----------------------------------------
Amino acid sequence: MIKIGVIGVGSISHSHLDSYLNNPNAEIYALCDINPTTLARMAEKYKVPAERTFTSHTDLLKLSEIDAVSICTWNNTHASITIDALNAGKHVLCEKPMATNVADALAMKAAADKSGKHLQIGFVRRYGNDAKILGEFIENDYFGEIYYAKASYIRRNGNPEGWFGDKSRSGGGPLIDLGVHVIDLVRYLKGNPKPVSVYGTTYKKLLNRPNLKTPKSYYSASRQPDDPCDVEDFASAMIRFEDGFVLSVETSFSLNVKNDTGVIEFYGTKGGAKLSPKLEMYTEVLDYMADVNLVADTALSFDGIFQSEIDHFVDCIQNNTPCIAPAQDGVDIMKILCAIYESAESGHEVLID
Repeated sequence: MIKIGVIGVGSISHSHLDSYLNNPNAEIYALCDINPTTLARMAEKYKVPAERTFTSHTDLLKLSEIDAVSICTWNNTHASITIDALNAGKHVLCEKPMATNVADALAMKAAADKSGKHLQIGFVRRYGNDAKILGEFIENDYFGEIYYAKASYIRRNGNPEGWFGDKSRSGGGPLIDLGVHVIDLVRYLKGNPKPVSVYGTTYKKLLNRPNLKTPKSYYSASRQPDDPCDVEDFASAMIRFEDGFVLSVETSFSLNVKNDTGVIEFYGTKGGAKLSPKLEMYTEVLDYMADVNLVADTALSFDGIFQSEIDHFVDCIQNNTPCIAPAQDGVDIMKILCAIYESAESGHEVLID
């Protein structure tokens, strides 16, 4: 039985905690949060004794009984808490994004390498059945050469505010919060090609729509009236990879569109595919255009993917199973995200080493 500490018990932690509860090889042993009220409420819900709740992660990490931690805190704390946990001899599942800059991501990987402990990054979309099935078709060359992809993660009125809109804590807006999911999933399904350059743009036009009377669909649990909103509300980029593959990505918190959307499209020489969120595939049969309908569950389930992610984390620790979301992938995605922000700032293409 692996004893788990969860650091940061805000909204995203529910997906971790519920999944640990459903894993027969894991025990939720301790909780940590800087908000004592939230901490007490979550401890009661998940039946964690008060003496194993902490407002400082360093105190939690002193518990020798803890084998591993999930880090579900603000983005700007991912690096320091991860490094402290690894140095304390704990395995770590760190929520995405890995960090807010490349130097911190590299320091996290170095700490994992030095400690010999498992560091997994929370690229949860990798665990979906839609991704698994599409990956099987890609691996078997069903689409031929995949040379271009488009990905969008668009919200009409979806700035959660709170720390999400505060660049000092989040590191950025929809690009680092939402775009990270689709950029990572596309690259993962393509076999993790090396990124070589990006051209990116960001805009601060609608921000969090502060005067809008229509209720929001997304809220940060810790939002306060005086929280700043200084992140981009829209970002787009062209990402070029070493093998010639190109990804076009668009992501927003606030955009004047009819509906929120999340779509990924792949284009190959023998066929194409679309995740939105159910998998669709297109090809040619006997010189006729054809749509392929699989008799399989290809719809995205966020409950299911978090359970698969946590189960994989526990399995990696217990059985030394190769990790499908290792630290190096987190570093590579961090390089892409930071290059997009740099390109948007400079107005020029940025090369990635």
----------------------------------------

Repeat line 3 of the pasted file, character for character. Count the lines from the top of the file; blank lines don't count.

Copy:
């Protein structure tokens, strides 16, 4: 039985905690949060004794009984808490994004390498059945050469505010919060090609729509009236990879569109595919255009993917199973995200080493 500490018990932690509860090889042993009220409420819900709740992660990490931690805190704390946990001899599942800059991501990987402990990054979309099935078709060359992809993660009125809109804590807006999911999933399904350059743009036009009377669909649990909103509300980029593959990505918190959307499209020489969120595939049969309908569950389930992610984390620790979301992938995605922000700032293409 692996004893788990969860650091940061805000909204995203529910997906971790519920999944640990459903894993027969894991025990939720301790909780940590800087908000004592939230901490007490979550401890009661998940039946964690008060003496194993902490407002400082360093105190939690002193518990020798803890084998591993999930880090579900603000983005700007991912690096320091991860490094402290690894140095304390704990395995770590760190929520995405890995960090807010490349130097911190590299320091996290170095700490994992030095400690010999498992560091997994929370690229949860990798665990979906839609991704698994599409990956099987890609691996078997069903689409031929995949040379271009488009990905969008668009919200009409979806700035959660709170720390999400505060660049000092989040590191950025929809690009680092939402775009990270689709950029990572596309690259993962393509076999993790090396990124070589990006051209990116960001805009601060609608921000969090502060005067809008229509209720929001997304809220940060810790939002306060005086929280700043200084992140981009829209970002787009062209990402070029070493093998010639190109990804076009668009992501927003606030955009004047009819509906929120999340779509990924792949284009190959023998066929194409679309995740939105159910998998669709297109090809040619006997010189006729054809749509392929699989008799399989290809719809995205966020409950299911978090359970698969946590189960994989526990399995990696217990059985030394190769990790499908290792630290190096987190570093590579961090390089892409930071290059997009740099390109948007400079107005020029940025090369990635």